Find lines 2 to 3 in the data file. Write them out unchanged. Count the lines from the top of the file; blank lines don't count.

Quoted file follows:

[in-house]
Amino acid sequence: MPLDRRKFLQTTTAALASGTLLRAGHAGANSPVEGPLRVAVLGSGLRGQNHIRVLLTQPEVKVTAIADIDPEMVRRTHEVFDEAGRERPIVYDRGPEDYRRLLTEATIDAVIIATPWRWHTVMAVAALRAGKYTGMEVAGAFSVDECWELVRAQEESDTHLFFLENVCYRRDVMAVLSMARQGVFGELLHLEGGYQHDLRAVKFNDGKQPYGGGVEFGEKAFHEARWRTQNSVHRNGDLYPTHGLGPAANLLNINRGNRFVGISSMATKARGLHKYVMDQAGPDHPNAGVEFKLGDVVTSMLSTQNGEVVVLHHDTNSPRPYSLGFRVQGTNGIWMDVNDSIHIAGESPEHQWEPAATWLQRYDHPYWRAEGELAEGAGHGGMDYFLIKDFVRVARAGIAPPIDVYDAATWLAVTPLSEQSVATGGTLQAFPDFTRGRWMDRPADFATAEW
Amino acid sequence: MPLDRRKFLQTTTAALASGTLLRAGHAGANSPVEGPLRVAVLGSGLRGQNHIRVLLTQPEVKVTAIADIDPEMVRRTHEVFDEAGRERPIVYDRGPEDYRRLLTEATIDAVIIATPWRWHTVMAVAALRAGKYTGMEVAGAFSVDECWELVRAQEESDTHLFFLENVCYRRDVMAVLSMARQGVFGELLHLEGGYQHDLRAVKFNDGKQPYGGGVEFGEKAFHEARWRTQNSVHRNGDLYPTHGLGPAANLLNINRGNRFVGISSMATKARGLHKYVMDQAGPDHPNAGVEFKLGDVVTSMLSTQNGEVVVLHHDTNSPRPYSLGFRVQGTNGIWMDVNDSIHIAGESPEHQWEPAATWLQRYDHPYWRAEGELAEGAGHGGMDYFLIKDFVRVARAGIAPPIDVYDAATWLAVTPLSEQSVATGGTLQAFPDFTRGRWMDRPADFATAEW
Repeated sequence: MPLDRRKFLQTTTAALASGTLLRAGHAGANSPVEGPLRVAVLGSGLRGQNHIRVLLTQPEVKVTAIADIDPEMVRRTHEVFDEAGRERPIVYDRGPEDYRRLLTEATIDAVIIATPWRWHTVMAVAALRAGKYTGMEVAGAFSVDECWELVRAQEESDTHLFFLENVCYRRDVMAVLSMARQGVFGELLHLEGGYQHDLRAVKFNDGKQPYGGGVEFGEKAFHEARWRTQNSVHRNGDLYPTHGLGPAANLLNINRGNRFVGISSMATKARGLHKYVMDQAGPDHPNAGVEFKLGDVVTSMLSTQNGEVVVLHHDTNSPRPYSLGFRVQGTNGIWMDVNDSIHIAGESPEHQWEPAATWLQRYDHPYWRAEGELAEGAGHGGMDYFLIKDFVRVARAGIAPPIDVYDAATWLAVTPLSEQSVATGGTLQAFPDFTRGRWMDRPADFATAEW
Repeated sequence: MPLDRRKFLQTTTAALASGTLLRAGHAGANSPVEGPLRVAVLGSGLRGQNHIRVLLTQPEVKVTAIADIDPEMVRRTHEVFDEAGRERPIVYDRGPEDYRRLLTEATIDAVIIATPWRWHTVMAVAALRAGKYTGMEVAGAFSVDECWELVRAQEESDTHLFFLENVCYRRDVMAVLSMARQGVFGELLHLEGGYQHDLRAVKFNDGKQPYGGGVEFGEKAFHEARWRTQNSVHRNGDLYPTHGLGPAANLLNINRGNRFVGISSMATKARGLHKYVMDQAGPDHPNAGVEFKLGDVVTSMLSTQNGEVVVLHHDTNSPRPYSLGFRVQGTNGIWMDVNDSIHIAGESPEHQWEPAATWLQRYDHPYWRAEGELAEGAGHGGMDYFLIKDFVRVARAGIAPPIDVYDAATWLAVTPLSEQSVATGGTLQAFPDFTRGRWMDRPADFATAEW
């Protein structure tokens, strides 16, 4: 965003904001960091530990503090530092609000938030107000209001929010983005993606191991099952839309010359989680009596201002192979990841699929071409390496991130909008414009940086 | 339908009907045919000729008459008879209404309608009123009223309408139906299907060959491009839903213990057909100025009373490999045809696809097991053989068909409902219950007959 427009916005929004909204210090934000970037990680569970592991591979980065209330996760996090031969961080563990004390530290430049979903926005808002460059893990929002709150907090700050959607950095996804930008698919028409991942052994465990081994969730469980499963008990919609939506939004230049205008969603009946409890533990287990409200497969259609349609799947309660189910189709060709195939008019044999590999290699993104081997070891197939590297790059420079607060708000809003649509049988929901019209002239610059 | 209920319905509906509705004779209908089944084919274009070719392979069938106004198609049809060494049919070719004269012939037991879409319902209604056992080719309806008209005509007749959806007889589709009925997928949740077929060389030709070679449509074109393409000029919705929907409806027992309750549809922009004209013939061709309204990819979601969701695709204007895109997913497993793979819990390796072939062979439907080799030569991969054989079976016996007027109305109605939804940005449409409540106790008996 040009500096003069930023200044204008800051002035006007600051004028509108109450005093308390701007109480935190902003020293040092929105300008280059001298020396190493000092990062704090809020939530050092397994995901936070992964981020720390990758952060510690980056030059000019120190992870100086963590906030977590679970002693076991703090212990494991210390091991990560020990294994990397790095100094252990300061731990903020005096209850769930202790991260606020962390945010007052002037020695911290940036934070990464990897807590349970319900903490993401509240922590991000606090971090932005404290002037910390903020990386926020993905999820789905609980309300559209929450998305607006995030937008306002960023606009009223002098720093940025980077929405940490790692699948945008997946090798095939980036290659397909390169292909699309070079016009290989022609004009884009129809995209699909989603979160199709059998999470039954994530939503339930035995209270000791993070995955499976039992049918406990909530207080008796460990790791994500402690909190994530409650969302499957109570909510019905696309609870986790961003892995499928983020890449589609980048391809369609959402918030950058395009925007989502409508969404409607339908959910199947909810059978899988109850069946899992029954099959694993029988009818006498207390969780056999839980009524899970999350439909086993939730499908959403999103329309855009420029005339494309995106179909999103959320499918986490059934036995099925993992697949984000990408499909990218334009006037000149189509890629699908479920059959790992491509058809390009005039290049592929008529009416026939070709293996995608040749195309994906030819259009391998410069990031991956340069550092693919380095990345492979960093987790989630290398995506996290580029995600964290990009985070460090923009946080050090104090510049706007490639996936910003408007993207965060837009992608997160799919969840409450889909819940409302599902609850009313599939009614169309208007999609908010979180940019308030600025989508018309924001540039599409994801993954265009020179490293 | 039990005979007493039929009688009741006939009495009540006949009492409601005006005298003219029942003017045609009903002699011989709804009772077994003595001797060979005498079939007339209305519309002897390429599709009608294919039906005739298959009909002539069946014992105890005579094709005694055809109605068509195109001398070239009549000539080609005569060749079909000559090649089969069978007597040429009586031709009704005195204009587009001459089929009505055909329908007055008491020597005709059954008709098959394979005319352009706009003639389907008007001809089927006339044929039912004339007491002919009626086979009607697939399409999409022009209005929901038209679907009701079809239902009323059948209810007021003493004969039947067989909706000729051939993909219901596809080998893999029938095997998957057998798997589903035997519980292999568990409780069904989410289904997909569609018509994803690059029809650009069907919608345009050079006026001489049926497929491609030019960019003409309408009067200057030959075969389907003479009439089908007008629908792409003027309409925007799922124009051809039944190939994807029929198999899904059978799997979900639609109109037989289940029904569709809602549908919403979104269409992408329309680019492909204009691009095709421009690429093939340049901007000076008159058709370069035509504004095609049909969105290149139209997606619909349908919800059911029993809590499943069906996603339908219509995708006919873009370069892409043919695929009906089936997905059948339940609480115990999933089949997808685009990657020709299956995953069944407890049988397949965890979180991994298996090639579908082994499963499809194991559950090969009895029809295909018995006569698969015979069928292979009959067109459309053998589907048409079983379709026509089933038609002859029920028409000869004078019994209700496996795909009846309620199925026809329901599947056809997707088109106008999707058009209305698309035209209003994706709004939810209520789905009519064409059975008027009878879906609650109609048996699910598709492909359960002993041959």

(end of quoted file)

Amino acid sequence: MPLDRRKFLQTTTAALASGTLLRAGHAGANSPVEGPLRVAVLGSGLRGQNHIRVLLTQPEVKVTAIADIDPEMVRRTHEVFDEAGRERPIVYDRGPEDYRRLLTEATIDAVIIATPWRWHTVMAVAALRAGKYTGMEVAGAFSVDECWELVRAQEESDTHLFFLENVCYRRDVMAVLSMARQGVFGELLHLEGGYQHDLRAVKFNDGKQPYGGGVEFGEKAFHEARWRTQNSVHRNGDLYPTHGLGPAANLLNINRGNRFVGISSMATKARGLHKYVMDQAGPDHPNAGVEFKLGDVVTSMLSTQNGEVVVLHHDTNSPRPYSLGFRVQGTNGIWMDVNDSIHIAGESPEHQWEPAATWLQRYDHPYWRAEGELAEGAGHGGMDYFLIKDFVRVARAGIAPPIDVYDAATWLAVTPLSEQSVATGGTLQAFPDFTRGRWMDRPADFATAEW
Amino acid sequence: MPLDRRKFLQTTTAALASGTLLRAGHAGANSPVEGPLRVAVLGSGLRGQNHIRVLLTQPEVKVTAIADIDPEMVRRTHEVFDEAGRERPIVYDRGPEDYRRLLTEATIDAVIIATPWRWHTVMAVAALRAGKYTGMEVAGAFSVDECWELVRAQEESDTHLFFLENVCYRRDVMAVLSMARQGVFGELLHLEGGYQHDLRAVKFNDGKQPYGGGVEFGEKAFHEARWRTQNSVHRNGDLYPTHGLGPAANLLNINRGNRFVGISSMATKARGLHKYVMDQAGPDHPNAGVEFKLGDVVTSMLSTQNGEVVVLHHDTNSPRPYSLGFRVQGTNGIWMDVNDSIHIAGESPEHQWEPAATWLQRYDHPYWRAEGELAEGAGHGGMDYFLIKDFVRVARAGIAPPIDVYDAATWLAVTPLSEQSVATGGTLQAFPDFTRGRWMDRPADFATAEW